Alan Twigg’s tribute to Rudolf Vrba

Rudolf Vrba, who escaped Auschwitz and co-authored a report saving 200,000 lives, remains unrecognized in Vancouver despite his significant historical impact. Alan Twigg (l.) seeks to change this.” FULL STORY


#608 Kootenay art and activism

September 03rd, 2019

New Ground: A Memoir of Art and Activism in BC’s Interior
by Ann Kujundzic, with a foreword by Mary Schendlinger

Halfmoon Bay: Caitlin Press, 2019
$24.95 / 9781773860015

Reviewed by Luanne Armstrong


I love memoirs like this. And really, we need so many more of them. So many stories still remain to be told, but are slowly being lost in time, left behind in the misty blue mountains of the B.C. Interior.

Ann Kujundzic was one of the many women who shaped such communities through their hard volunteer work, their devotion to both the idea and the formation of a sense of community, whether through art, or potluck dinners, or community organizations, or all of the above.

Ann Kujundzic grew up in an unconventional family in Edinburgh, Scotland. Her mother believed in naturopathic medicine and her parents supported their family by taking in boarders from a naturopathic clinic. Ann went to school in both Scotland and England and met her husband after he moved from Yugoslavia to Scotland, got a job as an artist, and boarded at her parents’ house.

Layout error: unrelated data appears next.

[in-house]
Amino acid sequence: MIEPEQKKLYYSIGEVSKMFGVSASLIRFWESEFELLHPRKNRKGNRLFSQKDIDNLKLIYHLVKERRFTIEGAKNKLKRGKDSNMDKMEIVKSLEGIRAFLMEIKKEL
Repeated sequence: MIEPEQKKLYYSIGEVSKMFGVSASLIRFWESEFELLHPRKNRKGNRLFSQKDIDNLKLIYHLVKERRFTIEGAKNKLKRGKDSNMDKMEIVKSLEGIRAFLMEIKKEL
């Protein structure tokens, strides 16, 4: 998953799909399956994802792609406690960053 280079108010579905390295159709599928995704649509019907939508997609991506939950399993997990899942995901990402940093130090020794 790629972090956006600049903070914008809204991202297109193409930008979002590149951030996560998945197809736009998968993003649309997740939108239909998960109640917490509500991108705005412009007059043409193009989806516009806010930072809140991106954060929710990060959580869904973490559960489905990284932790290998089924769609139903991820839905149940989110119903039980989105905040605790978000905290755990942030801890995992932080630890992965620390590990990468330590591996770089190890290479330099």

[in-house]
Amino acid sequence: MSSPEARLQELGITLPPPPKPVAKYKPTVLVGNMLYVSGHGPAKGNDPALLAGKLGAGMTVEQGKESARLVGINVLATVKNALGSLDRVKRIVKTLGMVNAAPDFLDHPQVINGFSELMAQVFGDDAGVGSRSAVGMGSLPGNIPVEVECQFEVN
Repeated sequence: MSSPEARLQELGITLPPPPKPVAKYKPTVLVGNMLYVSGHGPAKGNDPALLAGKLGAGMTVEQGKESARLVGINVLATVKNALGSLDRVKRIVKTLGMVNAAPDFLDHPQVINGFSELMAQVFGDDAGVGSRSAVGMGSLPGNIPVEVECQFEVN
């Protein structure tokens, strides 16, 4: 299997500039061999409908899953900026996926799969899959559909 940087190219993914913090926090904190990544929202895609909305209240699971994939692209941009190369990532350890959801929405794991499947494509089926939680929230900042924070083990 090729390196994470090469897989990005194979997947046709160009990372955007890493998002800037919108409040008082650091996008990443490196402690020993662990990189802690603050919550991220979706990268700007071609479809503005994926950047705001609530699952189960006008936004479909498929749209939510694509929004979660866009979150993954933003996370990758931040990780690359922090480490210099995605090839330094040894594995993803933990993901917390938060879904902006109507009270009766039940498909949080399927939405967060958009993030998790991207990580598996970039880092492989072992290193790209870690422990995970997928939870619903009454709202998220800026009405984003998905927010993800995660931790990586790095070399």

Eventually, Ann and her husband, Zeljko Kujundzic (1920-2003) moved from Scotland to the B.C. interior city of Nelson in 1960 because they believed there would be better and more open opportunities to make art in Canada.

Ann Kujundzic. Image courtesy ABC Bookworld

Zeljko Kujundzic. Image courtesy ABC Bookworld

They had three children and Ann was pregnant with their fourth child when they arrived in B.C., settling briefly in Cranbrook before moving on to Nelson. They settled in Canada, and in the Kootenays in particular, at a time of great social and political ferment, into which they immediately threw their efforts.

During their Nelson years, Ann and Zeljko helped found the Kootenay School of Art, where Zeljko taught. Initially Ann stayed home with their four children (eventually five), and she also became involved in peace issues and helped found a chapter of the international peace group, Voice of Women.

Ann writes that the whole story of the Kootenay School of Art remains to be told and as far as I can tell, this is very true. Ann and Zeljko also built a house in the Quaker community of Argenta, at the north end of Kootenay Lake.